Dynamic Duo

It would be remiss of me
Not to mention
My own Great Orme (Mike)
Alongside Heroic Harrison (Darren)
Are my patient personal assistants
Not carers no way
They have worked with me
Over many years
Supporting me through 
My highs and lows
Throughout those times
Prove that partnerships are possible
Working living relationship are real can work
Without them I am helpless, unable truly disabled
With their help all my aspirations are achievable
My horizons limitless, long may it last
As a poet, I am not able to conjure up 
The words worthy of their worth
To express my gratitude
So, I hope this short verse will do

© Robert Punton

September 2018

Wheelchair user

Imagine having a heart attack
Being told you are in a queue
We’ll get to you in a few days
Your vehicle breaking down
On side of road
We’ll get someone out to you, 
When? Well whenever…
Well that’s the life of a wheelchair user
Your chair breaks down
You are left stranded wherever
You happen to be
House, garden, or in the street
It’s like you and your life does not matter
What you do does not count
Why is this seen as acceptable
Our lives matter too, can’t, won’t you see that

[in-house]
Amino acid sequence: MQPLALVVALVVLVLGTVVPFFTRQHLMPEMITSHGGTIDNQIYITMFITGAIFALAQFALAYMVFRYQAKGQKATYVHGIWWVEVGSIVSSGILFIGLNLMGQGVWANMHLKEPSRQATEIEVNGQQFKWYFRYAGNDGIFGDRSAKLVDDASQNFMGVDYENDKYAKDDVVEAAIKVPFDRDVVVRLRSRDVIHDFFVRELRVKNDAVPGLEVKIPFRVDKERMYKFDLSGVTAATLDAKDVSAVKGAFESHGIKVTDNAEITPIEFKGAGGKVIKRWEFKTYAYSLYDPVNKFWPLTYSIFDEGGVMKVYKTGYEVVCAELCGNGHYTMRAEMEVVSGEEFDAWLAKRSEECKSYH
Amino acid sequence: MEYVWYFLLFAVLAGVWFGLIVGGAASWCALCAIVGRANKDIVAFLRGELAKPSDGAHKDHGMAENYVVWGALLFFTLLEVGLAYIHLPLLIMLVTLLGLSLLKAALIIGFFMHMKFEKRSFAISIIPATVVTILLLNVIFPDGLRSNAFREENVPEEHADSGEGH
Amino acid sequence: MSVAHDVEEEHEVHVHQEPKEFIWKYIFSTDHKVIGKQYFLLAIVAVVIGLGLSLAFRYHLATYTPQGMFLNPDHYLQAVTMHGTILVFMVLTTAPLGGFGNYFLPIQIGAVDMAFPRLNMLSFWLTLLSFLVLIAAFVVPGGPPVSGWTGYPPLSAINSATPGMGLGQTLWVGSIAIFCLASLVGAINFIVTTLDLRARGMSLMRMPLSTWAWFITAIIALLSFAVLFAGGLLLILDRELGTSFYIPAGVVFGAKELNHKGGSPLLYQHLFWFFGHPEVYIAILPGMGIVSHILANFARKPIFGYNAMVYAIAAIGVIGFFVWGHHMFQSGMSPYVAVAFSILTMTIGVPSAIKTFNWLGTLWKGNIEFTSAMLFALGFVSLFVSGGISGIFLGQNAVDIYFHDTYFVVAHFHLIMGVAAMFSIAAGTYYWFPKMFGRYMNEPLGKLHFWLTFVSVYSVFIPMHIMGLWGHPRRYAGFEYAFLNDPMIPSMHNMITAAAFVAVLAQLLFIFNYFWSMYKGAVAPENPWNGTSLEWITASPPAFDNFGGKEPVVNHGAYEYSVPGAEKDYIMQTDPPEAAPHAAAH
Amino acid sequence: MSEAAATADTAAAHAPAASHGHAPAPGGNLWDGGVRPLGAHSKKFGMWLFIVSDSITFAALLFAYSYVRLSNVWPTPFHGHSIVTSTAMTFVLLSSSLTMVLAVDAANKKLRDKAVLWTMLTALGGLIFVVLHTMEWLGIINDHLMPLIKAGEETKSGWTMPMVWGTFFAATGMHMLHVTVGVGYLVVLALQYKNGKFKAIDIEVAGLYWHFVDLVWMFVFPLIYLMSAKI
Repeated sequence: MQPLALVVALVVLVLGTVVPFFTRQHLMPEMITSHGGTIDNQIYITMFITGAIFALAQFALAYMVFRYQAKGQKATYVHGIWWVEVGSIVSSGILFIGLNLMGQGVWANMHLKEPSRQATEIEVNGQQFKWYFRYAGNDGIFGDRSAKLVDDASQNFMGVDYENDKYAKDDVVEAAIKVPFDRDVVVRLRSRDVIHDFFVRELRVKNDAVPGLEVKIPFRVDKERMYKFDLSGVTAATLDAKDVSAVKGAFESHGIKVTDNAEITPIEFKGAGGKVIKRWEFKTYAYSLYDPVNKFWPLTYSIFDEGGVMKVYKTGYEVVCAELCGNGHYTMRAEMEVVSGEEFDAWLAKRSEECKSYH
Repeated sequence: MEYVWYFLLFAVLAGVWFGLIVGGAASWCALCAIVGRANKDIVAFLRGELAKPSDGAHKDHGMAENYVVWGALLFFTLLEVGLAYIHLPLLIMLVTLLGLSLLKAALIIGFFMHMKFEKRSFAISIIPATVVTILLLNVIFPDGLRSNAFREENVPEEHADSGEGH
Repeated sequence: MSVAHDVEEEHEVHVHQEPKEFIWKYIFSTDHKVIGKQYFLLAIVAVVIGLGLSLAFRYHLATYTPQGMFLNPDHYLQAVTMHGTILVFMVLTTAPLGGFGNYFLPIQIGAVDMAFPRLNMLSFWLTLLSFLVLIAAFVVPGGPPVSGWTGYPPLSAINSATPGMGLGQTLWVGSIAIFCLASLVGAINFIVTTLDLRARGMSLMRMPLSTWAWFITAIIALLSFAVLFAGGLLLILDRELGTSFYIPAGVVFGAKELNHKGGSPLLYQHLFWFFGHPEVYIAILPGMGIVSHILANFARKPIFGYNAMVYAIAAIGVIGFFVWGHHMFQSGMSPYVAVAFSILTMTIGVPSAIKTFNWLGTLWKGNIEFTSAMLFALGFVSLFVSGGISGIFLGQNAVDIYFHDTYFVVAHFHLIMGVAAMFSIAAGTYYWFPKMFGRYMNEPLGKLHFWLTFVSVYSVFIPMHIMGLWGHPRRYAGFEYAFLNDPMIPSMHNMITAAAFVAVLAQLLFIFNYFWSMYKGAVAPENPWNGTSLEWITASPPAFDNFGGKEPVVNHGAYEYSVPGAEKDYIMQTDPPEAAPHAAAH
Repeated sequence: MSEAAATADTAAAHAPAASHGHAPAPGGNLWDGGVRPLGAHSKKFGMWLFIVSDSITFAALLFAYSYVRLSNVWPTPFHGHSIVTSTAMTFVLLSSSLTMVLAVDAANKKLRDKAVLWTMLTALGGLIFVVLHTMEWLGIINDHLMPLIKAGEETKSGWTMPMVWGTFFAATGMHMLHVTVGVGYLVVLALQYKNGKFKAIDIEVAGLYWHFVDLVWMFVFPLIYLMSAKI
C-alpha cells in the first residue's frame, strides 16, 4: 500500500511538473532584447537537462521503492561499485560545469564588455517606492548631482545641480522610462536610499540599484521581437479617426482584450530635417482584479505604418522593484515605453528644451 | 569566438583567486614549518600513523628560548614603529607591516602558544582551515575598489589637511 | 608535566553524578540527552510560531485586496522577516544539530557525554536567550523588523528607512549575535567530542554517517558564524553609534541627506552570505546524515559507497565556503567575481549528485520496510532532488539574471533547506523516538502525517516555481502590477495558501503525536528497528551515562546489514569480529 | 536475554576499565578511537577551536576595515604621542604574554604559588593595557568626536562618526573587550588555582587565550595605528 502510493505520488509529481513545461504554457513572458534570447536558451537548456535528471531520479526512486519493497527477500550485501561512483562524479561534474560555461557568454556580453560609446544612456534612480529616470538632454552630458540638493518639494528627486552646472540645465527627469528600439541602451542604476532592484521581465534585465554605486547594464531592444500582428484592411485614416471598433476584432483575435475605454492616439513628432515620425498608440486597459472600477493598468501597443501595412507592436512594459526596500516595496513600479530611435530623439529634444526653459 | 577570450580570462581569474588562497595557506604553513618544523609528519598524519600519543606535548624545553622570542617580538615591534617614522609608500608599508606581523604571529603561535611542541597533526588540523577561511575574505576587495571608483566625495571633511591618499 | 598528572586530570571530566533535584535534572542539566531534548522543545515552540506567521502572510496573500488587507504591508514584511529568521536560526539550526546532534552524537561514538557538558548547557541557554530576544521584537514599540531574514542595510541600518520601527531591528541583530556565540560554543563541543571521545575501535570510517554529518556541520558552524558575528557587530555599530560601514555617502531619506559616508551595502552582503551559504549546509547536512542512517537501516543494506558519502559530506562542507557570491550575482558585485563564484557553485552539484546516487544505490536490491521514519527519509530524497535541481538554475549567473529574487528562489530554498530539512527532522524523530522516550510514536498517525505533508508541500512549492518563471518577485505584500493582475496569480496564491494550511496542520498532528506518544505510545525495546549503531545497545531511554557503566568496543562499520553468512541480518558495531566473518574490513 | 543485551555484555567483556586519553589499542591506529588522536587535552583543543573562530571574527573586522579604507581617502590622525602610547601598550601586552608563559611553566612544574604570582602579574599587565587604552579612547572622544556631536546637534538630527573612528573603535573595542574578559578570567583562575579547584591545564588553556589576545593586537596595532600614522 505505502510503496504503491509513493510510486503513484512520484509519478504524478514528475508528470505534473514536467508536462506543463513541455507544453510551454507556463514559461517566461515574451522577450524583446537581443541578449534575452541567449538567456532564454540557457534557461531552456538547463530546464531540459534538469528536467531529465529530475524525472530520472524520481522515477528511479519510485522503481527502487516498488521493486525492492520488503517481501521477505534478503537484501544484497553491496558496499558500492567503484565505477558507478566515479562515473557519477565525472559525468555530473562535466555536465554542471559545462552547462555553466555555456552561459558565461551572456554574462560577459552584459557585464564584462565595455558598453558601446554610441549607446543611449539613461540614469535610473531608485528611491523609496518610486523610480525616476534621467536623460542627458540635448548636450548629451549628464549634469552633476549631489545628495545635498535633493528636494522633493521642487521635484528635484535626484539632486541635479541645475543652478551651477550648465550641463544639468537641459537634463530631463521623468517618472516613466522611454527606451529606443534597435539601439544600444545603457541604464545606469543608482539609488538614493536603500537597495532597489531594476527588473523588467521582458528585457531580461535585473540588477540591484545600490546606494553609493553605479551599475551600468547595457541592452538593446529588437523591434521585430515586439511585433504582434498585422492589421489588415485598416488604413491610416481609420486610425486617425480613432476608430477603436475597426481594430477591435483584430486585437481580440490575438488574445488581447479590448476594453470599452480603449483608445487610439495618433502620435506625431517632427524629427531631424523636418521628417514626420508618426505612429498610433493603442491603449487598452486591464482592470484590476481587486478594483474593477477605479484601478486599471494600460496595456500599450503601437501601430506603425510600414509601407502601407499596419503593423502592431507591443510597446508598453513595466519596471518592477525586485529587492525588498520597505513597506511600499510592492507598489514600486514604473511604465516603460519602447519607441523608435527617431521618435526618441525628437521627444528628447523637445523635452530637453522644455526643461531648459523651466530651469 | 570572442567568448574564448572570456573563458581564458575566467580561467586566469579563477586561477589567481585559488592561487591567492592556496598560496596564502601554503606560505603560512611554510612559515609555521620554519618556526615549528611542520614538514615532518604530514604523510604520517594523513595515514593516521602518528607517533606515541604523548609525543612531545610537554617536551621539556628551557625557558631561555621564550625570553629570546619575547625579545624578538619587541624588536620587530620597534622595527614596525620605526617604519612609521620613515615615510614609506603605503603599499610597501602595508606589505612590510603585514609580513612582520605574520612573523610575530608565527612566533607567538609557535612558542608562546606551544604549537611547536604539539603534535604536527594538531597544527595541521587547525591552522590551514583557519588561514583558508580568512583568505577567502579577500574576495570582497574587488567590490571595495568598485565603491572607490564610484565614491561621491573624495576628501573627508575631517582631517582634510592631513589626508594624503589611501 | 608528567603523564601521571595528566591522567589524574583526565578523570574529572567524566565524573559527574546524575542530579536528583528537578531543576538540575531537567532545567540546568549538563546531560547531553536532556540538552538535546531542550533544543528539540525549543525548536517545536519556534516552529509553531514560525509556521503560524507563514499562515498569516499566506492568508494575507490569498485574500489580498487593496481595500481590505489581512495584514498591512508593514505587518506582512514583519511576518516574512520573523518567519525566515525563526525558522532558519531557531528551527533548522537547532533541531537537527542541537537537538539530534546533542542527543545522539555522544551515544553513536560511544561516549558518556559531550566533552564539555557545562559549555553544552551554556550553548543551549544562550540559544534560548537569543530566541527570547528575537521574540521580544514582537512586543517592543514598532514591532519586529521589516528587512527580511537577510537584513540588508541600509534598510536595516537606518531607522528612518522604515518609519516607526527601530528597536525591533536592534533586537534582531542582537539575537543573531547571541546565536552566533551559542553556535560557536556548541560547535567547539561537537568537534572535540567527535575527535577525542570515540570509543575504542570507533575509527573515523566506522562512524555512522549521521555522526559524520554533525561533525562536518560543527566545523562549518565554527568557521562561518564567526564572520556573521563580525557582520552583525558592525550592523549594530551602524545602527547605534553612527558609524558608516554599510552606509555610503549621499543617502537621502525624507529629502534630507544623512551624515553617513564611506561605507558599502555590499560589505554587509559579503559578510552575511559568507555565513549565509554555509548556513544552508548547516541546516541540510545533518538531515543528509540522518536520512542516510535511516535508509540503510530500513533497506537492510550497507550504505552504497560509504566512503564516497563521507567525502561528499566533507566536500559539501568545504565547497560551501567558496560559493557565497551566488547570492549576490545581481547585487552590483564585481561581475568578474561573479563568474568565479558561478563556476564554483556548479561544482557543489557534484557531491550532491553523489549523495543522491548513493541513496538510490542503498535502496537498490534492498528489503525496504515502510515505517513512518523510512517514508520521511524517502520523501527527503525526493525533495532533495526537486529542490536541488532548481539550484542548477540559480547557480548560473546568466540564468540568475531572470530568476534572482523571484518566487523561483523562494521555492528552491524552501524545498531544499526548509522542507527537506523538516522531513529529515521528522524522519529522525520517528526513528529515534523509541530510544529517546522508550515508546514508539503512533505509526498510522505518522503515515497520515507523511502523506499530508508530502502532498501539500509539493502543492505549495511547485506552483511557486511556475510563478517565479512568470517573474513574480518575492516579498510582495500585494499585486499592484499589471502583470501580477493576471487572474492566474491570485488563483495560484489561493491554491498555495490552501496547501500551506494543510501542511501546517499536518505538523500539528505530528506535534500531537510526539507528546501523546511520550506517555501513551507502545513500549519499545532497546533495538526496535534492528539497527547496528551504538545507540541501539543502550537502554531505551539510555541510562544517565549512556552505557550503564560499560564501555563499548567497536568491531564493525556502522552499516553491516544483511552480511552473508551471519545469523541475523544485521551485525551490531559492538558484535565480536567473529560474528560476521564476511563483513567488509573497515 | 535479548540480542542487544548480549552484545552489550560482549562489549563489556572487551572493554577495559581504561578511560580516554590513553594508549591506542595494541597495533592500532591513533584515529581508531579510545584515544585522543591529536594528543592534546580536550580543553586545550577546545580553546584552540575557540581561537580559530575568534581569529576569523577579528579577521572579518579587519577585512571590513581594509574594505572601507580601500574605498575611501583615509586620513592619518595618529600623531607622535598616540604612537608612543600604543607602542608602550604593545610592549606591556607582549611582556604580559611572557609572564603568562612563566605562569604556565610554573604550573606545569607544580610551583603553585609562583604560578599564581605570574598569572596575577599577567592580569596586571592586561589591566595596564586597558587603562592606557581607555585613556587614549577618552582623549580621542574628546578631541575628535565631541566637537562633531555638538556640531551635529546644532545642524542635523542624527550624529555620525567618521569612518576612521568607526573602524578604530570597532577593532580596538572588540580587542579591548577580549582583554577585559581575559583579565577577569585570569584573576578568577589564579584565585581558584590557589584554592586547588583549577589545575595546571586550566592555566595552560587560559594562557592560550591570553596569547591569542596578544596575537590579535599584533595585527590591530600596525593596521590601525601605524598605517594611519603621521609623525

We are powerless to change situation
Those with the power to change
Just don’t care
This is my life,
The life of a wheelchair user
In short, it’s abuse

© Robert Punton

November 2019


My wheelchair stands immobile
At the end of my bed
As I lay helpless in the same bed
Symbol of the fragile nature of independence
When my chair has life, so my life has energy
When my chair dies, so my life becomes drab
I lose my drive to accomplish a better life
I become disempowered without my powered chair
I rely on others for a fix, 
To push me in the correct direction
To put your faith on others 
Trust that they will take you 
On the journey you want to travel
To have that kind of trust
That partnership is magical
You can’t imagine how demoralising
Lack of momentum can be
How exhilarating gaining back 
Control of your destination truly means

© Robert Punton

November 2019


Having a broken powered chair
Is not just disempowering
Reinforcing our disabilities
It is more than having your legs
Taken from under you
It’s about position and posture
In more ways than one
How you can’t change your position 
and posture yourself the way you want
It’s also how others have 
the power to position you
to posture over you

© Robert Punton

November 2019

Posted on November 15, 2019   #Better Lives     #independence     #personalisation     #personal assistants     #direct employers